Trade Winds bimonthly update volume 47

NUMSA strike over, industry feeing effects, the national steel strike in South Africa, which started on the 5th of October came to an end last week Friday.

NUMSA and SEIFSA came to an agreement of 6% as opposed to the 8% NUMSA was fighting for.

Whilst the strike is over the industry is feeling the effects as backlogs are clearing up, lead times are being pushed out as manufacturers and merchants a like cannot keep up with current demand.

There are also steel price increases on the horizon with one major mill already announcing a R1,200.00/Ton price increase across the board and the possibility of ArcelorMittal increasing their prices is almost a given.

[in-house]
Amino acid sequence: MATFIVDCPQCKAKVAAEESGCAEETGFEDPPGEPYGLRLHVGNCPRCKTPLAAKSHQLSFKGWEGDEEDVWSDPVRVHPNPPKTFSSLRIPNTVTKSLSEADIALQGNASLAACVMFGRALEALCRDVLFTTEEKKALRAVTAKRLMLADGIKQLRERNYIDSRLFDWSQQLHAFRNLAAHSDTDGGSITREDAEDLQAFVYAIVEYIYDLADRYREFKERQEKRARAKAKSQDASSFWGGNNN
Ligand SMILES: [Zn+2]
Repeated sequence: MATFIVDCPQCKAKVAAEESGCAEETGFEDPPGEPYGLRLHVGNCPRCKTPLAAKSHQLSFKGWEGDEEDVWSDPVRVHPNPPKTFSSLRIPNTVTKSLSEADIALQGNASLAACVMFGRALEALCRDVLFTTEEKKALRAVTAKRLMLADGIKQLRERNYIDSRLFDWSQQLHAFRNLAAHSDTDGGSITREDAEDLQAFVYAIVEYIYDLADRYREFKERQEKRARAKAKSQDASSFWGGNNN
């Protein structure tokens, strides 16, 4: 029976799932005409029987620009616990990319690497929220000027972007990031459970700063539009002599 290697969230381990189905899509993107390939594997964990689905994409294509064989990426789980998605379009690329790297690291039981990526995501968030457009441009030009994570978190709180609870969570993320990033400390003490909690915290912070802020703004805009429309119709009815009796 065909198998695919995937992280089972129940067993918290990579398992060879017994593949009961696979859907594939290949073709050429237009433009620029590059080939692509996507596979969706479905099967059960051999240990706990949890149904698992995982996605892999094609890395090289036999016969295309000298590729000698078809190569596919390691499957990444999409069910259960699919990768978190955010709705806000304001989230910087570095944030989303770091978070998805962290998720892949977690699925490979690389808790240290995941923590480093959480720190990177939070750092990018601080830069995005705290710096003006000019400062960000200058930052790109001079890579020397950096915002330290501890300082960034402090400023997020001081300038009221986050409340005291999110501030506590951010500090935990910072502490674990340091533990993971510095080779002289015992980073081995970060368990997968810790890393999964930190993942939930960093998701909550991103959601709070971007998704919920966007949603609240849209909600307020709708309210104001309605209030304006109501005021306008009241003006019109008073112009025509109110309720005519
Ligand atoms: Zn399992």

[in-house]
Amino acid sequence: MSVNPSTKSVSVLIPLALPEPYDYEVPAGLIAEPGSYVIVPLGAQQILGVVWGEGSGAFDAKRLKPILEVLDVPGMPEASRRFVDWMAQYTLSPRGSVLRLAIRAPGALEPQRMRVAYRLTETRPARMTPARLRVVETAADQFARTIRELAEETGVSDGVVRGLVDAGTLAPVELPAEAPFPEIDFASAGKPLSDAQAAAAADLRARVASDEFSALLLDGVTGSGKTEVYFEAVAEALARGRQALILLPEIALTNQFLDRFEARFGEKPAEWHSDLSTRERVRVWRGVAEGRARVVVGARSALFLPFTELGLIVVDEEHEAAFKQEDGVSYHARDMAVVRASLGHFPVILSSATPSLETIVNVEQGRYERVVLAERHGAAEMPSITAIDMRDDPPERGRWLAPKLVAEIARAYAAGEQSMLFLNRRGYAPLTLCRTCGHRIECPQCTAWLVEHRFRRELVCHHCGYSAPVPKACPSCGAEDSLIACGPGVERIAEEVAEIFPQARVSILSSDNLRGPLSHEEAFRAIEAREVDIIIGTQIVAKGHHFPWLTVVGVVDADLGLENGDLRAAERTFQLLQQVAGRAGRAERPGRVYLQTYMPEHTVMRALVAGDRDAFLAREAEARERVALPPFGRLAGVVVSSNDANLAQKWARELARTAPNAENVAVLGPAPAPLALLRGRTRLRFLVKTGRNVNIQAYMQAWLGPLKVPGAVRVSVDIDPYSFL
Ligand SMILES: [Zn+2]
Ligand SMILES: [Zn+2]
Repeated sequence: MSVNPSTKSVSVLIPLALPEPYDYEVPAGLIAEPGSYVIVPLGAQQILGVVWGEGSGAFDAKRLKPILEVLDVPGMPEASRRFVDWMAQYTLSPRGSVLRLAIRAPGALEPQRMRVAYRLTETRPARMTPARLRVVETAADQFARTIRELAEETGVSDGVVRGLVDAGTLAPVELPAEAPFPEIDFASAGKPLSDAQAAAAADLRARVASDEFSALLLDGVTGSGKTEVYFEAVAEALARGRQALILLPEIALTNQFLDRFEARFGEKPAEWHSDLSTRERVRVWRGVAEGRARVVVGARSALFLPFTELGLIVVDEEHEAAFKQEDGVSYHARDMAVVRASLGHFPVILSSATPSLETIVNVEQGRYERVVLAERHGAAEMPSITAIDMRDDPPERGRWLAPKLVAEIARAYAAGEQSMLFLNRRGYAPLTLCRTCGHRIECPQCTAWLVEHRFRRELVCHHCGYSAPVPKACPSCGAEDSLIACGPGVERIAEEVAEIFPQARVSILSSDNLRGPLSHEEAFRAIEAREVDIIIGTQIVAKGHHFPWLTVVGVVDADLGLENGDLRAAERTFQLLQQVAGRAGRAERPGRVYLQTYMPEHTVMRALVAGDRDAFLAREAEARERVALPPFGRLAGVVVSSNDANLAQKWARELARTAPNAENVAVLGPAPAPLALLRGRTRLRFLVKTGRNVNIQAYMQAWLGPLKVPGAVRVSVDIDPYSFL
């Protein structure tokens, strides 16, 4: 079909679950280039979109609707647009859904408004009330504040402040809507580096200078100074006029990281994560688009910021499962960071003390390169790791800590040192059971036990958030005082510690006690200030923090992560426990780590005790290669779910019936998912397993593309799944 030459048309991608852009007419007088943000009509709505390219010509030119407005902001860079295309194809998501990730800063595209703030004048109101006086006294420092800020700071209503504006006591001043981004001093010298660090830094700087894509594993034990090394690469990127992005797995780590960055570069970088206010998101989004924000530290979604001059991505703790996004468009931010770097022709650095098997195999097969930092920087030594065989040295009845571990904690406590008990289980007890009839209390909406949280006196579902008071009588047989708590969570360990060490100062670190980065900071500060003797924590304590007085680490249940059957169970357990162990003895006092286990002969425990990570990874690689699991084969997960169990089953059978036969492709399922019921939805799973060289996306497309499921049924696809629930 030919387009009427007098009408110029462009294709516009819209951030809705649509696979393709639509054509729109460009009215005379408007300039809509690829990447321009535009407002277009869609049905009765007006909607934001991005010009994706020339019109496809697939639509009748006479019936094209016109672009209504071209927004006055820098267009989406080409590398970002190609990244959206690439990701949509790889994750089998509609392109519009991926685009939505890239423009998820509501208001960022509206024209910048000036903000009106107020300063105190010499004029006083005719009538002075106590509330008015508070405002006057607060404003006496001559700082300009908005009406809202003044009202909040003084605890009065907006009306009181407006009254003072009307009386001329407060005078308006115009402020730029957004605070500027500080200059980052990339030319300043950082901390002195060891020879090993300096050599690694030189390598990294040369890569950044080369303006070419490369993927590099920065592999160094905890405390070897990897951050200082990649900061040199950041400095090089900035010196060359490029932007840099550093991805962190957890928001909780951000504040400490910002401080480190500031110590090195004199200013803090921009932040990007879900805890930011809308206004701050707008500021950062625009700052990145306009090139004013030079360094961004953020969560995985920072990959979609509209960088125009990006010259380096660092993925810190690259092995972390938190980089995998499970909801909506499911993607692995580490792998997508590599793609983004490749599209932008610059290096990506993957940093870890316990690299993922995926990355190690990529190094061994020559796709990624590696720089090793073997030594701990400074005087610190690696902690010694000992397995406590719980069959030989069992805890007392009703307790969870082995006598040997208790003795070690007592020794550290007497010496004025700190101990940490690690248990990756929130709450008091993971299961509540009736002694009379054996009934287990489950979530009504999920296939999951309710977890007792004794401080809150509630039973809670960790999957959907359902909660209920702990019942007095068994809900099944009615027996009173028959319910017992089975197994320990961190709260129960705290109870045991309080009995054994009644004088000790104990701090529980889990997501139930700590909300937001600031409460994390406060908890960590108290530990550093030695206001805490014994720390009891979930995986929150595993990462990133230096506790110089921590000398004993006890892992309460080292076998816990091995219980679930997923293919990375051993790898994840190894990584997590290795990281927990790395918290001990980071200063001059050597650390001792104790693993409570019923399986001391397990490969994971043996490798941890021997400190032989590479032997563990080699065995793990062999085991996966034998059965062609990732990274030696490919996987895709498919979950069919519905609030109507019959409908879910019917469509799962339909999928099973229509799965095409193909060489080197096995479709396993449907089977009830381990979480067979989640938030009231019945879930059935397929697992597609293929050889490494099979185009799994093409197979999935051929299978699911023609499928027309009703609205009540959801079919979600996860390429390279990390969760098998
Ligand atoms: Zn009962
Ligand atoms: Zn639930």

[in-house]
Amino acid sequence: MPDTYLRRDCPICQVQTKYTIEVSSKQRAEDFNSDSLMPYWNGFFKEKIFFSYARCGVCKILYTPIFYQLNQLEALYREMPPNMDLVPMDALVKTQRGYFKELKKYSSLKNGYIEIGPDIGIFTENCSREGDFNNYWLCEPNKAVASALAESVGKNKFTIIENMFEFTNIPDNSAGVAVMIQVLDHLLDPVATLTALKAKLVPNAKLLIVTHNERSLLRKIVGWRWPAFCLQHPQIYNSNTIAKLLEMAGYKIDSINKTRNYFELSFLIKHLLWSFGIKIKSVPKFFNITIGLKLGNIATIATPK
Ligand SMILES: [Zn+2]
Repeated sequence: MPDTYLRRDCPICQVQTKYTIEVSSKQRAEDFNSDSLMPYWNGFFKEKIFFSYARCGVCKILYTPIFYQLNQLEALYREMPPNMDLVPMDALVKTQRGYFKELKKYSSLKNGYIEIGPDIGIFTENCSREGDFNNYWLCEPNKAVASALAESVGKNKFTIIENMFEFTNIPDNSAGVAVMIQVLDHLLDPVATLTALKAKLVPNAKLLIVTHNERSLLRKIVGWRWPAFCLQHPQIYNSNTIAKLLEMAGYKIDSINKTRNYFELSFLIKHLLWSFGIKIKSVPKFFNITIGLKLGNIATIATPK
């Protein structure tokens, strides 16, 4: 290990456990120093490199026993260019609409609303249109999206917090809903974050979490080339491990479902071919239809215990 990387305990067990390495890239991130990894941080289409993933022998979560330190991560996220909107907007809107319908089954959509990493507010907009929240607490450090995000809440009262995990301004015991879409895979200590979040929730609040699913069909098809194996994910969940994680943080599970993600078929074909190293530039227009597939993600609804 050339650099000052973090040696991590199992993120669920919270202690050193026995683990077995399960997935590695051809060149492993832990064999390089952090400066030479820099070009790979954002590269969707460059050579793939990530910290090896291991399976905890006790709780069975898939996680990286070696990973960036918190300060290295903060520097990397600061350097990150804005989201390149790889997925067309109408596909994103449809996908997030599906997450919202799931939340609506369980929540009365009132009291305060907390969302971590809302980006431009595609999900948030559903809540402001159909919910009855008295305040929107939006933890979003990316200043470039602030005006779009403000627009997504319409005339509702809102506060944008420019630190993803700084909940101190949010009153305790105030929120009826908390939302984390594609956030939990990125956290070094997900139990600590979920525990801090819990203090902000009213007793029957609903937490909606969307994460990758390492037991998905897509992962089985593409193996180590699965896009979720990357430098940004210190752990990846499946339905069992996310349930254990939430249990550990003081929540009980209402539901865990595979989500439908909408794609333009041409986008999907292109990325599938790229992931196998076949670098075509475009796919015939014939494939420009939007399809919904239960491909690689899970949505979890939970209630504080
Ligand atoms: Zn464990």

Loadshedding, another blow to the sector has shown its face this past week and it seems its here to stay. South Africa has fallen over a load shedding tipping point as and it’s noted that Eskom is the worst it’s ever been and is getting worse.

Stage 2 loadshedding was announced out of the blue last weekend for this week, however as of noon on Wednesday, stage 4 has kicked in. Businesses that have just managed to get over the pandemic’s destruction, followed by NUMSA’s interference now face the challenges of loadshedding once again.

The price of petrol is also skyrocketing next month with the country expected to pay R20/Litre by December. These are all devastating blows to the industry and downstream players.

ArcelorMittal, Africa’s biggest steel mill has just sent out notice of strike action starting next week 3 November 2021, with the knock-on effects from this strike possibly being catastrophic, we will update our clients as and when we receive any information.

Border updates, relief at Beitbridge as for the first time in more than two months, truckers stuck at the continent’s worst crossing can speed up in the queue as efforts to decongest the crossing take effect.